Sunday, April 15, 2018

Thoughts on Climate Change -- part 3: Sea Level

Violations of Occam's Razor, along the lines examined already in my previous post, are in fact rather common in the "scientific" literature supporting the so-called "consensus" view of climate change. The following excerpt from the previously quoted Wikipedia article on  Occam's Razor states the issue quite succinctly:
[F]or each accepted explanation of a phenomenon, there is always an infinite number of possible and more complex alternatives, because one can always burden failing explanations with ad hoc hypotheses to prevent them from being falsified . . . (https://en.wikipedia.org/wiki/Occam%27s_razor#Ockham)
The widely accepted notion that sulfur dioxide aerosols from the burning of fossil fuels were responsible for the mid-20th century hiatus in global warming (see previous post) is only one of many similar examples I could provide. In this post, I will focus on a more fundamental issue, that of sea level rise.

Here's what I wrote on this topic in a recent post on the RealClimate blog:

Wednesday, March 28, 2018

Thoughts on Climate Change - part 2

As I stated in my response on the RealClimate blog, the apparently very reasonable argument presented by CCHolley (see my previous post) raises epistemological issues that call for additional discussion  and analysis. Epistemology, of course, is the philosophy of knowledge and the means by which we may attain  it. While it is sometimes contrasted with metaphysics, if we take the literal meaning of metaphysics, i.e., that which is "prior to physics," into account then  epistemology can be seen as a branch of metaphysics. It's not difficult to see that science must be grounded in certain basic principles that cannot themselves be subject to the usual sort of scientific testing, but must be accepted as "prior" to any type of scientific investigation. Among these, for example, is the employment of simple two-valued logic in the evaluation of any claim. Another example would be Occam's Razor, to which I'll be referring presently.

Tuesday, March 27, 2018

Thoughts on Climate Change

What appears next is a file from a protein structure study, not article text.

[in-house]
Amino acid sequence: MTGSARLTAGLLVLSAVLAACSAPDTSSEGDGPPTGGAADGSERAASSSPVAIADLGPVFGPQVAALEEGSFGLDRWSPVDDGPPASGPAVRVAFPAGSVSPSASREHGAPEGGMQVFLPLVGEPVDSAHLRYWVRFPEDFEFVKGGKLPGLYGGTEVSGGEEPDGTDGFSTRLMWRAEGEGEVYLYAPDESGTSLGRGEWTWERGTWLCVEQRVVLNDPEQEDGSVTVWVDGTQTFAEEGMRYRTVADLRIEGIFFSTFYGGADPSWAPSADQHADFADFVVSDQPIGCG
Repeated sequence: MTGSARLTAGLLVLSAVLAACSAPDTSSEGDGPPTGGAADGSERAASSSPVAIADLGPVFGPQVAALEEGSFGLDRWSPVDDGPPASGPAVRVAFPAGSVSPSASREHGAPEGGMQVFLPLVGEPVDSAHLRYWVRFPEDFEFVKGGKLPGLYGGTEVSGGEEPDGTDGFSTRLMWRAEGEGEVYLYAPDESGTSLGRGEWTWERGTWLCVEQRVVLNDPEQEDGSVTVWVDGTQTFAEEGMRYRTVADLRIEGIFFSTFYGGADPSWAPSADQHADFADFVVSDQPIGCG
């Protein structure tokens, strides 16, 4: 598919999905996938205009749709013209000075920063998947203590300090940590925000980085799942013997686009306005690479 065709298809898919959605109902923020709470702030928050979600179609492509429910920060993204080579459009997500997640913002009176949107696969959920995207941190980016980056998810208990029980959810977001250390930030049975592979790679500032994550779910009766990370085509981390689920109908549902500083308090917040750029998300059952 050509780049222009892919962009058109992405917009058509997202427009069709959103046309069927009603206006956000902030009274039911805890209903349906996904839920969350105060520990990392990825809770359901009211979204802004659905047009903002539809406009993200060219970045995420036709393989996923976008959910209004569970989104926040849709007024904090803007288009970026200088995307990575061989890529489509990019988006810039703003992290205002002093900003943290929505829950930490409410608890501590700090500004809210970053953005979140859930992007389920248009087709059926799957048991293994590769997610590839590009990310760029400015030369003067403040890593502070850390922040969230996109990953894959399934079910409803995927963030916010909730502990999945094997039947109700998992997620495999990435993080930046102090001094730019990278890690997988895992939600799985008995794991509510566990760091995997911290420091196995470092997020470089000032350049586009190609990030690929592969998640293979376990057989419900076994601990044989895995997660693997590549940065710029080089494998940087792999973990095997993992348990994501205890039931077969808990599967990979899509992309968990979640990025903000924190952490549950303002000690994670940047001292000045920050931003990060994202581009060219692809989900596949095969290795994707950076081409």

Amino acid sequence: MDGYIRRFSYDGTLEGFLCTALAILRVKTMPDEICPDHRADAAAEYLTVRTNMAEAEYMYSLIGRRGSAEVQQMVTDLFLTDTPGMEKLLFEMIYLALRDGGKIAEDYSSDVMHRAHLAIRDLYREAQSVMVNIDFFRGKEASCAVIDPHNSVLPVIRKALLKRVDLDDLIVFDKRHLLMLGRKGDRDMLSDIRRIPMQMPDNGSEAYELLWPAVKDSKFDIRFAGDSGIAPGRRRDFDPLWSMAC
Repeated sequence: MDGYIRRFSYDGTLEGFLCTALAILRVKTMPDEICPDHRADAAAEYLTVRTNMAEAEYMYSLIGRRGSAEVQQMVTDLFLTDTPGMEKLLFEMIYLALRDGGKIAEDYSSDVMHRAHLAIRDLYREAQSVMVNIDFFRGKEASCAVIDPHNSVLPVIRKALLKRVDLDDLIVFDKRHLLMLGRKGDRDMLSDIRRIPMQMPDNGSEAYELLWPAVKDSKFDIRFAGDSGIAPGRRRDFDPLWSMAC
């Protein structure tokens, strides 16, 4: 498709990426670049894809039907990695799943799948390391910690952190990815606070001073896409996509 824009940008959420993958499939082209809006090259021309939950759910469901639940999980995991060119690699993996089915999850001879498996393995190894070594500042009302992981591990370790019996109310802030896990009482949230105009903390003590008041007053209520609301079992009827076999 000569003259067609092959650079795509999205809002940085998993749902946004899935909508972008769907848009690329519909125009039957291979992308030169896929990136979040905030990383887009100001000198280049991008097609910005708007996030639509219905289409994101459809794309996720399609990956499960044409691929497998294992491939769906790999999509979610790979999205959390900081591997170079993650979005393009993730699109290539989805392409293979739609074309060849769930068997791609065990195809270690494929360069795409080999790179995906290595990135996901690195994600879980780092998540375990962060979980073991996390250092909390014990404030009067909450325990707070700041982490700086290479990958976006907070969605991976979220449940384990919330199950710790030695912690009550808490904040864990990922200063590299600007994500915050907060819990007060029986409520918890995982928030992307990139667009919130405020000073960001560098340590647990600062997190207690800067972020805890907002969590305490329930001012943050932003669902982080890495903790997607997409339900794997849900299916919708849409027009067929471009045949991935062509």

Haven't posted anything here in a long time, so please forgive the sudden intrusion. I'm here now because I've decided to use this blog as a venue for freely and fully sharing my thoughts on  the extremely controversial topic of climate change without having to worry over whether or not I'm taking up too much bandwidth on someone else's forum. For the last few years I've been posting comments from time to time on the RealClimate blog, a gathering, for the most part, of hard line "climate change" advocates, who usually find me extremely irritating, but can't resist responding to my posts nevertheless. Typically I will post some thought or quote some source that they object to; they will offer what I often consider rather lame responses, so I feel obligated to set them straight, which in turn prompts more responses from them and so it goes until everyone gets either bored or annoyed or frustrated and either I wind up backing off or my posts start getting exiled to their "Bore Hole" (don't ask).

I recently decided that there was no longer any point in continuing a prolonged debate that was going nowhere and promised to cease and desist from further responses on that topic. After making that decision, however, I noticed that one of my most persistent critics had actually posted what appeared to be a sensible response to an objection of mine, grounded in a basic principle of Occam's Razor -- specifically that certain "explanations" offered by certain climate scientists to account for evidence that, on  its face, appeared to falsify their theory, could be understood as what has been called "saving hypotheses," i.e., attempts to save a failing theory by pointing to additional factors that make everything "come out  right." As I see it, the interjection of such factors violates Occam's Razor by introducing unnecessary complications for the sole purpose of rescuing an hypothesis that would otherwise be inconsistent with the evidence.

Thursday, July 12, 2012

Consume Mass Quantities!

Caught in the trap of life, man is moved by a field of attraction determined by a flash point where solid forms are destroyed, where the various objects that constitute the world are consumed as in a furnace of light.  -- Georges Bataille
I've been thinking about the good Reverend Earwhigger's emphasis on the consumer as key to solving the present crisis (see previous post) -- but I've come up with a solution very different from what he's proposed. (He shouldn't feel badly, however. He was my inspiration!)